“While the full evidence has not been made public, when it is released, it will clearly show that if the officers had been properly trained and followed the law, Gabby would still be alive today,” attorney James McConkie said in a statement.
“The only effective way to correct these problems is to hold our institutions accountable for failures, including law enforcement,” said Stewart.
Brian Laundrie notebook discovery
On June 24, 2022, the attorney for the Laundrie family released eight pages of the 23-year-old's notebook that was found in the reserve near his deceased body. In it were frightening reveals, according to CNN (opens in new tab).
"I don't know the extent of Gabby's ingerys (sic) only that she was in extreme pain. I ended her life, I thought it was merciful, that it is what she wanted, but I see now all the mistakes I made. I panicked. I was in shock. But from the moment I decided, took away her pain, I knew I couldn't go on without her," he wrote.
Gabby Petito's parents filed a lawsuit against Brian Laundrie's parents. Though originally denied, a Florida circuit court judge ruled that the lawsuit can proceed, per CNN.
Who is Gabby Petito?
The Long Island native, who relocated to Florida to live with her boyfriend and his parents, described herself on social media as a carefree spirit who decided to explore what's out there via #vanlife. A fan of "art, yoga & veggies," Petito has a link to her YouTube channel, Nomadic Statik, in her Instagram bio.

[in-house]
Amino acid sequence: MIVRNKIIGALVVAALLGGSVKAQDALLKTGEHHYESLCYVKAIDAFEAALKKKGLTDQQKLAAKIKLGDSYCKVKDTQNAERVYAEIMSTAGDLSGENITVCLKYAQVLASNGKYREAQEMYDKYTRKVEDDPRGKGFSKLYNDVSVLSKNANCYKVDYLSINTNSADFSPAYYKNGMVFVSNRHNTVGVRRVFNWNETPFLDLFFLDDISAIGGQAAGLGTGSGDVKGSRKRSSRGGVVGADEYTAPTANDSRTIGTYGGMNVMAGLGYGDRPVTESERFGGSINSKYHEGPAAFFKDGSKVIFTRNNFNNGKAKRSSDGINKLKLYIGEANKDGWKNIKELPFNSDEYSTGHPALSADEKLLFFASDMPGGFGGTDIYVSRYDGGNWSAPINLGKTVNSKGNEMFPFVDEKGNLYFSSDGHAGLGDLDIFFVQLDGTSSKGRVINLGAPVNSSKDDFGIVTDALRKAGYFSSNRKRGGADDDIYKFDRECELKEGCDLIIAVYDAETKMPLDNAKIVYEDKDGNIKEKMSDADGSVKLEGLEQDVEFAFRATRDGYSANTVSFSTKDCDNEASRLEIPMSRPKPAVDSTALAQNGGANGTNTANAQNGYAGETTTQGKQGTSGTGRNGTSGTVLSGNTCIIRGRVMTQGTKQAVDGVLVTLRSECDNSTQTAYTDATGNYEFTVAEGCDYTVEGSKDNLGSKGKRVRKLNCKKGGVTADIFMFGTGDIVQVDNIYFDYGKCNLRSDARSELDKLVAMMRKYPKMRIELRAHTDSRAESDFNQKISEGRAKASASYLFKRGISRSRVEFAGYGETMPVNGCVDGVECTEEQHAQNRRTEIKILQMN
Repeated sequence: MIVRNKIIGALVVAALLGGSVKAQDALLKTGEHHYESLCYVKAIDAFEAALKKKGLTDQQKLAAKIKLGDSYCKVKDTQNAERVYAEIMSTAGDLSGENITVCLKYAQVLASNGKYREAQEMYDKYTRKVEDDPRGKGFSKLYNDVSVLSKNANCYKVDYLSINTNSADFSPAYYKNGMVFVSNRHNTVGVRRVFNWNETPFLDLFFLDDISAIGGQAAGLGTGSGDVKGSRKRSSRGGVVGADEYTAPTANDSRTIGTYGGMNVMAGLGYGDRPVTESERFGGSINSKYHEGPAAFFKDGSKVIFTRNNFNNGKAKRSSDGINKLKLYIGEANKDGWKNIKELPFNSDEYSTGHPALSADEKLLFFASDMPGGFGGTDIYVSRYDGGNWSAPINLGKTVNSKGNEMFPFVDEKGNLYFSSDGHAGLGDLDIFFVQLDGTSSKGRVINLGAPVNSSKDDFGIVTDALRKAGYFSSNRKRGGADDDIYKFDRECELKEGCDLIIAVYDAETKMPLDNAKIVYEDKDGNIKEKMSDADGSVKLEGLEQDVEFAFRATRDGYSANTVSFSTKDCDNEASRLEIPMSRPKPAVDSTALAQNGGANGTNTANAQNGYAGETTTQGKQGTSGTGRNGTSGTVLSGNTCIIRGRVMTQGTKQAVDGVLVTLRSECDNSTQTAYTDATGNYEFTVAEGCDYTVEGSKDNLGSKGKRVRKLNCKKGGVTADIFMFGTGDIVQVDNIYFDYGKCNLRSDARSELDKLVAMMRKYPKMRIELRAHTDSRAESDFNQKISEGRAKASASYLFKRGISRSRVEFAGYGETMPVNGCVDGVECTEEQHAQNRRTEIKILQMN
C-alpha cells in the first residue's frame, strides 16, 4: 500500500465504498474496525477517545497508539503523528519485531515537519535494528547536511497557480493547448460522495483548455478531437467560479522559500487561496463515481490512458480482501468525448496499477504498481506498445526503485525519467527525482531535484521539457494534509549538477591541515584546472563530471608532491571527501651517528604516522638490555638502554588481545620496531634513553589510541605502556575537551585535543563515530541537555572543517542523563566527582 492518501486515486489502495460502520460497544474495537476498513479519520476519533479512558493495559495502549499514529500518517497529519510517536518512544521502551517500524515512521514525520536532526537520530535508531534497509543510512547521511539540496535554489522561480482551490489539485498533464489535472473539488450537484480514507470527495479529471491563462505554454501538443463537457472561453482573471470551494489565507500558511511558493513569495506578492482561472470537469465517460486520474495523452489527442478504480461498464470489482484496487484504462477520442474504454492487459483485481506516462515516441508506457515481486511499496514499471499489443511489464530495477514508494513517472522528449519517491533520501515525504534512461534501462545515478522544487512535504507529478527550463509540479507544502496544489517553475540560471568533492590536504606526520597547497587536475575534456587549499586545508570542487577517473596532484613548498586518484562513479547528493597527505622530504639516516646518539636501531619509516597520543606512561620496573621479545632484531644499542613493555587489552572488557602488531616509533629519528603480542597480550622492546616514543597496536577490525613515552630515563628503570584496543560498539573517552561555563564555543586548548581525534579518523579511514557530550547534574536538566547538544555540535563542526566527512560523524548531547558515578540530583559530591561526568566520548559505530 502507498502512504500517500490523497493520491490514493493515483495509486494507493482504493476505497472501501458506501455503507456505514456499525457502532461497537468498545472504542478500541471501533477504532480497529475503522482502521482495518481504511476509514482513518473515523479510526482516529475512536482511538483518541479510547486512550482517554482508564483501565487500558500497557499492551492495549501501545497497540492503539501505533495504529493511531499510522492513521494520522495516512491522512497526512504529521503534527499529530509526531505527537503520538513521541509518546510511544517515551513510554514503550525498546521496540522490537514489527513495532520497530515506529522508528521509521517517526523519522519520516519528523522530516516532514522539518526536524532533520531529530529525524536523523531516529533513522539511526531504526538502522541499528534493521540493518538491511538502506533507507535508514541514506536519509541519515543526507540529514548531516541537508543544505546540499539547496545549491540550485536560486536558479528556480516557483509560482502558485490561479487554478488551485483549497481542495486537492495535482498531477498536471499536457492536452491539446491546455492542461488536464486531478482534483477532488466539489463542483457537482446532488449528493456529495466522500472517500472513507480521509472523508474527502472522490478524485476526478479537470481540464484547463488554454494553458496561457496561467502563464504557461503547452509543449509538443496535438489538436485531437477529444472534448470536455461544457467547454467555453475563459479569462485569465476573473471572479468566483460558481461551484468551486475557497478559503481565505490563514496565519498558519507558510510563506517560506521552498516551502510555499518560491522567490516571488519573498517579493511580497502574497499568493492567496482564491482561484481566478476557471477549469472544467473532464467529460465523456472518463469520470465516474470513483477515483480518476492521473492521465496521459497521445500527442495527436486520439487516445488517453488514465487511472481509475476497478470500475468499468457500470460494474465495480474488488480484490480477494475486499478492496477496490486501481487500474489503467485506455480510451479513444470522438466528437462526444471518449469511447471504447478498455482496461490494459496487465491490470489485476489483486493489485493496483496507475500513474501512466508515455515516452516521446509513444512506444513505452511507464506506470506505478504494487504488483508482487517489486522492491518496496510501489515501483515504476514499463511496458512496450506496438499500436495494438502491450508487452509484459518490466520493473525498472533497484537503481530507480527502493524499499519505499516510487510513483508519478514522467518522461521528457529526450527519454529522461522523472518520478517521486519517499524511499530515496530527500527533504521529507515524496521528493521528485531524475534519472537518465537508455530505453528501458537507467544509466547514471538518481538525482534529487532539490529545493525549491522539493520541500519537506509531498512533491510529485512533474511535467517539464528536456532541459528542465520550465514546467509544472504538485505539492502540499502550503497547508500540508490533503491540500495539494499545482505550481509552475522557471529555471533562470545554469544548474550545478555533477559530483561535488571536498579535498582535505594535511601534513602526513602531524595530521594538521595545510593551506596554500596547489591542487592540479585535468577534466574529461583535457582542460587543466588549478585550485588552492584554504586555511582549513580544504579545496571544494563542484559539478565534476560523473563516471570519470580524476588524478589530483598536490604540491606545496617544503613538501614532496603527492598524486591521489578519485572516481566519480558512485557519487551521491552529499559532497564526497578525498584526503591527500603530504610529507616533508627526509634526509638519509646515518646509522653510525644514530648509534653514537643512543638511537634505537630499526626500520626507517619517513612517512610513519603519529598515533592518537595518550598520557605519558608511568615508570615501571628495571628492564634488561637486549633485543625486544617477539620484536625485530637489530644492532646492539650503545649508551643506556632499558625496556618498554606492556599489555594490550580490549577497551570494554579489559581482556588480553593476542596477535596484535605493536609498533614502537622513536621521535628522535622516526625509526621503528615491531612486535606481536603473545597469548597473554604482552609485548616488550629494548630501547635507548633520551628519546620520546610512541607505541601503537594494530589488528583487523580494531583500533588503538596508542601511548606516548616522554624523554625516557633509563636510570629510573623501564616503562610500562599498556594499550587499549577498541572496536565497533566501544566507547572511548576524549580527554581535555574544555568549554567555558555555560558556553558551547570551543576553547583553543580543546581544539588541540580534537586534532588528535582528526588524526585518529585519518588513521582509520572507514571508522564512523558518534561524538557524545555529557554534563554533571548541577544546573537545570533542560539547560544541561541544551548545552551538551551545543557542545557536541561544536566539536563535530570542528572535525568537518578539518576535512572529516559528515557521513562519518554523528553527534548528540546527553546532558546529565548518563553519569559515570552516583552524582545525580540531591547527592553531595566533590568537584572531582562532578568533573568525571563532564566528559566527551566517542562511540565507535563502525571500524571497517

Gabby Petito age: how old was she?
Born on March 19, 1999, Gabby Petito was 22 years old. Her fiancé Brian Laundrie was 23.
What did Gabby Petito do for a living?
Petito was trying to establish herself as a travel influencer on social media and intended to document her trips with her followers. She had been working as a pharmacy technician to save for her trip, according to The New York Times (opens in new tab).
Several years ago, she had lived in the south and worked at Smoke on the Water in Wilmington, North Carolina, where the community is currently mourning her loss. The restaurant's staff told CNN (opens in new tab) that she had a sweet disposition and that she "touched so many lives."
Gabby Petito YouTube videos
Nomadic Statik, the couple's YouTube page where they intended to document their trip, doesn't fulfill its purpose. There was only one clip uploaded to their page, though they documented their travels more thoroughly on their respective Instagram accounts, @gabspetito (opens in new tab)and @bizarre_design_ (opens in new tab). (Some suspect whether or not Petito personally uploaded those images to her account.)
How did Brian Laundrie and Gabby Petito meet?